The Basilica di Santa Maria in Ara Coeli (English: Basilica of St. Mary of the Altar of Heaven; Latin: Basilica Sanctae Mariae de Ara coeli in Capitolium) is a titular basilica, located on the highest summit of the Capitoline hill.
It is the designated Church of the city council of Rome, which uses the ancient title of Senatus Populusque Romanus
The current Cardinal Priest of the church is Salvatore De Giorgi.
Previously, the basilica was called Sancta Maria in Capitolio because of its location on the Capitoline Hill, which is one of the seven hills of Rome. However, in the 14th century the church had been renamed. According to the legend from the 12th century, the basilica was built over an Augustan Ara primogeniti Dei, in the location where the Tiburtine Sibyl prophesied to the Emperor Augustus the coming of the Christ. Moreover, the figures of Augustus and of the Tiburtine Sibyl are represented on either side of the arch above the hight altar.
In the Middle Ages, condemned criminals were executed at the foot of the steps; there the self-proclaimed Tribune and reviver of the Roman Republic Cola di Rienzo met his death, close the spot where his statue commemorates him
The anthropologist Jack Weatherfor in his work “History of the Money” clarifies how the basilica was previously conceived as an incarnation of the Temple of Juno Moneta, the old Roman sanctuary that stood on the main summin of the Capitoline Hill, overlooking the Roman Forum:
“According to Roman historians, in the fourth century B.C., the irritated honking of the sacred geese around Juno’s temple on Capitoline Hill warned the people of an impending night attack by the Gauls, who were secretly scaling the walls of the citadel. From this event, the goddess acquired surname-Juno Moneta, from Latin monere (to warn). . .As patroness of the state, Juno Moneta presided over various activities of the state, including the primary activity of issuing money.
. . . from Moneta came the modem English words mint and money and, ultimately, from the Latin word meaning warning.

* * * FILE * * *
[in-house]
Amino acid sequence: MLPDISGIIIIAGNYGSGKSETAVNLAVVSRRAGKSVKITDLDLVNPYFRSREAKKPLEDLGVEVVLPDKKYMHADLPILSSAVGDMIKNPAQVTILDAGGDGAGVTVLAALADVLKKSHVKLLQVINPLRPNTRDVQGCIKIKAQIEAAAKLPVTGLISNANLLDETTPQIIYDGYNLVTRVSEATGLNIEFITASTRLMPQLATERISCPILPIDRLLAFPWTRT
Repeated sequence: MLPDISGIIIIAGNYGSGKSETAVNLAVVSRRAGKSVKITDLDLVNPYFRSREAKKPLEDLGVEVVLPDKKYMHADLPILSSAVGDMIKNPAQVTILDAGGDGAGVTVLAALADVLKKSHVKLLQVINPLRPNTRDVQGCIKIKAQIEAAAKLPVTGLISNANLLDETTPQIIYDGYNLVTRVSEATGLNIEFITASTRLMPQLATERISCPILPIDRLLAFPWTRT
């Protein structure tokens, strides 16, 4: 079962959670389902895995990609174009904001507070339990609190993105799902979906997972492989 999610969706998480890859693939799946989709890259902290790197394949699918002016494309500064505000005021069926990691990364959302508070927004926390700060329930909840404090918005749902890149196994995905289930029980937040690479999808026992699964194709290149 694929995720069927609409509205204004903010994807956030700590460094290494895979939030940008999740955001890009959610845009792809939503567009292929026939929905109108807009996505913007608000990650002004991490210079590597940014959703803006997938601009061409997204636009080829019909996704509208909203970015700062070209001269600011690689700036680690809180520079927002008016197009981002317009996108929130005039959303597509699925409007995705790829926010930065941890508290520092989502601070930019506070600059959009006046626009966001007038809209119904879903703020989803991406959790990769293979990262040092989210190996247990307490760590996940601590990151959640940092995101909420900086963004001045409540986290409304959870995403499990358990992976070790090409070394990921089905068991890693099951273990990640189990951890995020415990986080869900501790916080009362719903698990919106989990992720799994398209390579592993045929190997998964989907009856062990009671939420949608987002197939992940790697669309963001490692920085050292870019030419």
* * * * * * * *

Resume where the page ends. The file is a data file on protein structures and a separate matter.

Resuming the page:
Today, the site of the Temple of Juno Moneta, the source of the great stream of Roman currency, has given way to the ancient . . . brick church of Santa Maria in Aracoeli. Centuries ago, church architects incorporated the ruins of the ancient temple into the new building.”
The facade of the basilica has lost the mosaics and frescoes that originally decorated it. The church is built as a nave and two aisles that are separated by Roman columns.
All columns in the basilica are different and taken from diverse antique monuments
👇👍Our Friends Service👍👇
Moreover, inside the basilica you can see Pinturicchio’s 15th-century frescoes representing the life of Saint Barnardino of Siena in the Bufalini Chapel, the first chapel on the right. The wooden ceiling and inlaid cosmatesque floor make this church different from all other Roman churches.
The floor is covered by tombstones of celebrated personages who made their mark on Roman history; the side aisles are lined with the chapels of memorable Roman families. A gilded ceiling, built between 1572 and 1586, commemorates the triumph of Lepanto, when the papal fleet helped put an end to Turkish naval expansion within the Mediterranean.
The main treasure of the basilica is the statue of the Santo Bambino of Aracoeli from the 15th century. In Rome, the Santo Bambino has worked wonders down through the ages. Upon request, the statue is transported to hospitals or to the beds of Rome’s sick and dying, and has been known to bring around mystifying cures. Until a few years ago the Holy Child made his charitable visits in a gilded carriage given by the people of Rome.
Being one of the most famous, central and rich basilicas, Santa Maria in Ara Coeli nowadays is one of the most popular places for weddings
Author: Kate Zusmann
For the last 6 years I live in the Eternal City. Traveling, exploring new things, writing blogs, shooting vlogs are my main hobbies, but the thing that I like even more is to share my experience and thoughts with you! Explore Rome with Us :)
Rome.us © 2020. All Rights Reserved